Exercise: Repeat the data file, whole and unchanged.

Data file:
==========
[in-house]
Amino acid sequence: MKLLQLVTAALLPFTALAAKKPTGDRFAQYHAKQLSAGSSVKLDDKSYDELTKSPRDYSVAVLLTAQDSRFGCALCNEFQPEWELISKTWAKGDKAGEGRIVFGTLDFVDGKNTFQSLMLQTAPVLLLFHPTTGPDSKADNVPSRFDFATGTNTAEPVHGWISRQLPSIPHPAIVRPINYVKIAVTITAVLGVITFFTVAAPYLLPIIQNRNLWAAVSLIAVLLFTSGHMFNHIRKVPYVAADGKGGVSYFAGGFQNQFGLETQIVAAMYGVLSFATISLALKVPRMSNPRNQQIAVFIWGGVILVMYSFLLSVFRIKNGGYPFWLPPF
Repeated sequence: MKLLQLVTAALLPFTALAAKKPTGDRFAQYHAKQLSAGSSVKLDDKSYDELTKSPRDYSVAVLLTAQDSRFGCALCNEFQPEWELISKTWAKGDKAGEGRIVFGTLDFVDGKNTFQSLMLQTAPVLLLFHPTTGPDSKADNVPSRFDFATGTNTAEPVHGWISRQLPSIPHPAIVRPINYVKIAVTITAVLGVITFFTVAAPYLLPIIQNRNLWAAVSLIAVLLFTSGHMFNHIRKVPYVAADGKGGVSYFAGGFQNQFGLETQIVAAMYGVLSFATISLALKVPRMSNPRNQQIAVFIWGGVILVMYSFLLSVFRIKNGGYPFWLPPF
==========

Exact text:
[in-house]
Amino acid sequence: MKLLQLVTAALLPFTALAAKKPTGDRFAQYHAKQLSAGSSVKLDDKSYDELTKSPRDYSVAVLLTAQDSRFGCALCNEFQPEWELISKTWAKGDKAGEGRIVFGTLDFVDGKNTFQSLMLQTAPVLLLFHPTTGPDSKADNVPSRFDFATGTNTAEPVHGWISRQLPSIPHPAIVRPINYVKIAVTITAVLGVITFFTVAAPYLLPIIQNRNLWAAVSLIAVLLFTSGHMFNHIRKVPYVAADGKGGVSYFAGGFQNQFGLETQIVAAMYGVLSFATISLALKVPRMSNPRNQQIAVFIWGGVILVMYSFLLSVFRIKNGGYPFWLPPF
Repeated sequence: MKLLQLVTAALLPFTALAAKKPTGDRFAQYHAKQLSAGSSVKLDDKSYDELTKSPRDYSVAVLLTAQDSRFGCALCNEFQPEWELISKTWAKGDKAGEGRIVFGTLDFVDGKNTFQSLMLQTAPVLLLFHPTTGPDSKADNVPSRFDFATGTNTAEPVHGWISRQLPSIPHPAIVRPINYVKIAVTITAVLGVITFFTVAAPYLLPIIQNRNLWAAVSLIAVLLFTSGHMFNHIRKVPYVAADGKGGVSYFAGGFQNQFGLETQIVAAMYGVLSFATISLALKVPRMSNPRNQQIAVFIWGGVILVMYSFLLSVFRIKNGGYPFWLPPF